Benecio Del Toro

Benecio Del Toro won the best actor award at the Cannes Film Festival this year for his portrayal of Che Guevara in the film Che. If you aren’t familiar with Mr. Del Toro here is a small synopsis. Born in Puerto Rico but raised in the U.S., Benecio Del Toro’s acting career began with an episode of “Miami Vice.” After this he moved on to some bigger roles in films such as: The Indian Runner (1991), The Usual Suspects (1995—for which he won an Independent Spirit award), Basquiat (1996—another Independent Spirit award), and as Dr. Gonzo in Fear and Loathing in Las Vegas (1998) with Johnny Depp. His big break was the film Traffic (2000—for which he won many awards) where he plays a Mexican cop in the drug wars. This is the film that made him a star in the U.S. From here he went on to Snatch (2000), a funny Guy Richie film also starring Brad Pitt, 21 Grams (2004—another award winner) with Naomi Watts and Sean Penn, Sin City (2005) and most recently, Things We Lost in the Fire (2007). He’s actually made about 32 films and I have only listed a few. At the moment he is very popular and in great demand. He is sometimes considered to be the new Marlon Brando or James Dean and is also compared to Brad Pitt. He is dark, brooding, and intelligent. Terry Gilliam who directed Fear and Loathing… said of Del Toro:
"Del Toro is an exciting actor. He's obsessed with his work. He draws the camera like a magnet because he keeps coming up with things that are dark, brooding, dangerous and sexy."
Sean Penn also praises Del Toro:
“He's like an acting animal, this guy who comes out of the forest to make movies better. He's fearless, and he has a very distinctive imagination for character. He's one of the few actors who can make flamboyant choices that never just say, 'Look at me.' He's not showy. If he stands out, it's only because the rest of the people haven't risen as high to the bar."
If you haven’t seen any of his movies he is clearly someone to watch. He always gives a great performance and his characters are always interesting. The films he has appeared in thus far in his career are great and he will undoubtedly go on to make many more fabulous films, so….check him out!
For more information on Benecio Del Toro see his website:

Friday, June 6, 2008

Lake Placid Film Forum

June 12 to 15 are the dates of the annual Lake Placid Film Forum. This year the guest of honor is director Jonathan Demme, a strong advocate for human rights, who has directed over 25 films, including Melvin and Howard (for which he won the New York Film Critics’ Award as best director), The Manchurian Candidate, Something Wild, Philadelphia, The Silence of the Lambs, and Neil Young: Heart of Gold. LPFF is a little different from other film festivals in that it is a forum with a panel discussion free to all participants. The topic for the panel discussion is: “Does size matter?” It is a discussion of story-telling vs. format, i.e. “What works in one format may not work in another. A story beautifully told in 35 mm on the big screen might be risible streaming onto your iPod.” In addition to the panel discussion are classes on screen writing and directing as well as many films. William Kennedy and Richard Russo are the two writers participating this year, Melissa Leo the actor, and several producers, teachers, etc. The big films being shown are Demme’s New Home Movies from the Lower 9th Ward, Charlie Chaplin’s Modern Times (with live organ music), Before the Rains from India, and Frozen River starring Melissa Leo. The LPFF provides a great opportunity for young filmmakers to network with industry people and with each other but it is also fun for those of us who just like film. I attended the first four festivals and had a blast. The drive up is pleasant and it’s just fun to mingle with people who are talking film. For more information see:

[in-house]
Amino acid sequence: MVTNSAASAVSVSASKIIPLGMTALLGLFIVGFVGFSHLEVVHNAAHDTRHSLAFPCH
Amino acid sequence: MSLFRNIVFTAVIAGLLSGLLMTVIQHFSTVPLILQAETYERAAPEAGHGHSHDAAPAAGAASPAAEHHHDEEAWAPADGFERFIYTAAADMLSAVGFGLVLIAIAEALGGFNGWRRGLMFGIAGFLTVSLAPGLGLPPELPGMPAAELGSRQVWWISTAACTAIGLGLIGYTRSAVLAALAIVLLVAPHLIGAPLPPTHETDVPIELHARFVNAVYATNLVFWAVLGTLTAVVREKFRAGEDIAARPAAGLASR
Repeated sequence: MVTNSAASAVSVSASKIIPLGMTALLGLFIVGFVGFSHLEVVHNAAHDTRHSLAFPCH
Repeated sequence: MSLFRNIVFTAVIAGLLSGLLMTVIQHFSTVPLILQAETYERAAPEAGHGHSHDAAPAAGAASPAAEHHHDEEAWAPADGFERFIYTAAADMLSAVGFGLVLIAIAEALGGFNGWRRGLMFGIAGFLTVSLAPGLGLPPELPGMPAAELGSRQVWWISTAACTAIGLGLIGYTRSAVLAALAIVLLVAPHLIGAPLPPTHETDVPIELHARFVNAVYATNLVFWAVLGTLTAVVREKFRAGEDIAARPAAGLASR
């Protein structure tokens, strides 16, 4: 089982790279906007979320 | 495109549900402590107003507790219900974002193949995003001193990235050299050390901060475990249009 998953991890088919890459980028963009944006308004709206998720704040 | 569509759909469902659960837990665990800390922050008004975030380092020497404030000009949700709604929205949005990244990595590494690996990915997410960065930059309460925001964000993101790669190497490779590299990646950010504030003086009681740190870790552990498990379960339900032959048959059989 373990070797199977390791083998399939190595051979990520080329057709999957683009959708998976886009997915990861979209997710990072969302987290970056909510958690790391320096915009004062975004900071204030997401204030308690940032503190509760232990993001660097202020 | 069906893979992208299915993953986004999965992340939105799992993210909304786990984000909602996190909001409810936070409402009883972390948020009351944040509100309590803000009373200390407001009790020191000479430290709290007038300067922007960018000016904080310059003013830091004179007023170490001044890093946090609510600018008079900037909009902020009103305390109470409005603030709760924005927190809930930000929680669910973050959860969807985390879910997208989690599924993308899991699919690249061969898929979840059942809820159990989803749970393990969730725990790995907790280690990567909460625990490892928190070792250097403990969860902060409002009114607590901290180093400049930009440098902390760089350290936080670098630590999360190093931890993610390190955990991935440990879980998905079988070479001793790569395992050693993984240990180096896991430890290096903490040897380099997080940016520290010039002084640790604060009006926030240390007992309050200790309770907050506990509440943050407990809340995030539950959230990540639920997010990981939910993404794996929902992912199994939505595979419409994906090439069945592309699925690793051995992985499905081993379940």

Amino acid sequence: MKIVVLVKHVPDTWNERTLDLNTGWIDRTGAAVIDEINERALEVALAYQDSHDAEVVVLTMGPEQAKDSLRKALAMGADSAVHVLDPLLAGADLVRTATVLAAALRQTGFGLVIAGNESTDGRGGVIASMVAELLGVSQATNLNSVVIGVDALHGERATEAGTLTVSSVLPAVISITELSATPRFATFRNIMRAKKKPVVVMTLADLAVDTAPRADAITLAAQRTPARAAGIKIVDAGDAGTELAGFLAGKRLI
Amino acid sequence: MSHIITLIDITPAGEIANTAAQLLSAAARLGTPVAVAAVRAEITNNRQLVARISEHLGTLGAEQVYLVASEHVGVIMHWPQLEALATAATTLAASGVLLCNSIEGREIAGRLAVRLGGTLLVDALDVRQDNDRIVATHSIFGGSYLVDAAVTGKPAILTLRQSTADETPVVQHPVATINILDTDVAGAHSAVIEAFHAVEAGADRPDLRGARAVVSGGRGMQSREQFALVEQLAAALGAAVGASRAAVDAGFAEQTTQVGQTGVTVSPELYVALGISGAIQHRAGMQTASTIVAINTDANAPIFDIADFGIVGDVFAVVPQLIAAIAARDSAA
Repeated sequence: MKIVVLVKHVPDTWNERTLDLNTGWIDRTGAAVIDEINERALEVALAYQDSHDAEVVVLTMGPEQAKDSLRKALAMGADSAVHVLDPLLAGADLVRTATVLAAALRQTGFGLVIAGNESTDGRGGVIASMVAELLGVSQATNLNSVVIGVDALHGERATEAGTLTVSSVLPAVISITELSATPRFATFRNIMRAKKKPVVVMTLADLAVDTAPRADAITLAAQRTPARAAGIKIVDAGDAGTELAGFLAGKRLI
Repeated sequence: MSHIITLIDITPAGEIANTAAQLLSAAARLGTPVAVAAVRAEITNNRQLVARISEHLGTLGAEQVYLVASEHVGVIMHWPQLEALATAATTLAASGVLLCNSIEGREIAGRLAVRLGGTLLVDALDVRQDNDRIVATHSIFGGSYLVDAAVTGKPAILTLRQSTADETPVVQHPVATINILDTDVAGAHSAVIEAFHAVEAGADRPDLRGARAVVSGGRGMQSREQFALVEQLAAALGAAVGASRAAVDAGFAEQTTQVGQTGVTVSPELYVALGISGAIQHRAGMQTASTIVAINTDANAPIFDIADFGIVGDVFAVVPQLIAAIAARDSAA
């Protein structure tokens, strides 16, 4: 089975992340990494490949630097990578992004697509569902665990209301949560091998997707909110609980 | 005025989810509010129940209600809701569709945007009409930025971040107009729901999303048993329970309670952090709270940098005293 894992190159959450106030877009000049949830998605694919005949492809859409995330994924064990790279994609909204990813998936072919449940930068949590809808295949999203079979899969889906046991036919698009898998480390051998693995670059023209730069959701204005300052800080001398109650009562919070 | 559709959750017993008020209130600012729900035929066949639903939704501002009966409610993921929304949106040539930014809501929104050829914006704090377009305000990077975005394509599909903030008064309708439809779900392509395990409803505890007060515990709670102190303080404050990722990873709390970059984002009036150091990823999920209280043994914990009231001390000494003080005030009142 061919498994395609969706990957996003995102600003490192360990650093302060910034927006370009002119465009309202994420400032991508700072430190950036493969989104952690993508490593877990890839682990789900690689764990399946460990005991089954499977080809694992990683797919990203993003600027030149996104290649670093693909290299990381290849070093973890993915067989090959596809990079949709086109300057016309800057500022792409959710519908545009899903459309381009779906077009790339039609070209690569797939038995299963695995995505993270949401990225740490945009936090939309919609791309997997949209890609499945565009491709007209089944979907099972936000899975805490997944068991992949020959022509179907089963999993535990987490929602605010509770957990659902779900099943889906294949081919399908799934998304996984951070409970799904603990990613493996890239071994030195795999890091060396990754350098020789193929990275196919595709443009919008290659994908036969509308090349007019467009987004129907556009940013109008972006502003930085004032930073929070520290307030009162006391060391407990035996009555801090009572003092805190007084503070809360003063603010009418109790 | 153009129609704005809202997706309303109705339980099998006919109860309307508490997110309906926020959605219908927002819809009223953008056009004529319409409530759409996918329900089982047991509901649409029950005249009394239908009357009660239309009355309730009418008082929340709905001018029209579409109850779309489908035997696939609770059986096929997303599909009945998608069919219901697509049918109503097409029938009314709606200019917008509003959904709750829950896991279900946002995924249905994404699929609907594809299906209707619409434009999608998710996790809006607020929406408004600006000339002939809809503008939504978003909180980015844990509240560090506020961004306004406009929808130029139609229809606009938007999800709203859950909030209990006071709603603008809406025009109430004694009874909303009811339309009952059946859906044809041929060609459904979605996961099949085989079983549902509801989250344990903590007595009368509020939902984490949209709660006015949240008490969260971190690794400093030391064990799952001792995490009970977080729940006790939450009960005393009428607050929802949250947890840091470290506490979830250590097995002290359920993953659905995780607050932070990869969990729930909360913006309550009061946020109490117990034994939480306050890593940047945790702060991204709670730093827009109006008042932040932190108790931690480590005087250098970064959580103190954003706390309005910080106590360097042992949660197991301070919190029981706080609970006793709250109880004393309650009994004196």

(Again, all films mentioned, except the new ones, are available in the UHLS collection)

Wednesday, June 4, 2008

More Sydney Pollack

On Sunday mornings I watch “Sunday Morning Shootout” (11:00 a.m. on AMC) with Peter Bart (Editor-in-chief of Variety) and Peter Guber (movie producer). This is not a movie reviewing show like Siskel and Ebert, but is a movie talk show. They interview people both in front of and behind the camera, in fact, anyone in the business. It’s usually pretty interesting although it’s only a ½ hour show so you don’t get any in depth interviews. Last week they started their program with an homage to Sydney Pollack at the end of which they asked viewers to vote for their favorite Pollack film on They haven’t gotten too many responses but it did get me to thinking about Sydney Pollacks’ films again. In trying to choose my favorite film I find myself thinking back to the films and remembering what they meant to me at the time I saw them. This Property is Condemned (1966) made an impression on me but They Shoot Horses, Don’t They? in 1969 blew me away. It’s an incredibly depressing movie but it’s very powerful. Jeremiah Johnson (1972) is a great western. It is a quiet movie, not much talk, and has beautiful scenery. Three Days of the Condor (1975) is one of my favorite political thrillers. I always thought Redford’s job as a reader for the CIA would be the perfect job for me! This one’s as good today as it was when it was made. Tootsie (1982) is just plain fun and Out of Africa (1985) is a terrific love story. The Firm (1993) is one of the best of all the John Grisham books-made-into-movies and watching The Interpreter (2005) felt like a return to the films of the 70’s. I loved them all! As an actor I thought Sydney Pollack was outstanding in Woody Allen’s Husbands and Wives (1992) and equally good in the smaller role in Stanley Kubrick’s Eyes Wide Shut (1999). He is one man who if he was connected to a movie in any way, I wanted to see the film. I have checked out his Sketches of Frank Gehry (2005) and I can’t wait to go home and watch it. If you haven’t seen these films and would like to they are all available in the Upper Hudson Library System. Just put in a request and it’s yours for the viewing! Enjoy.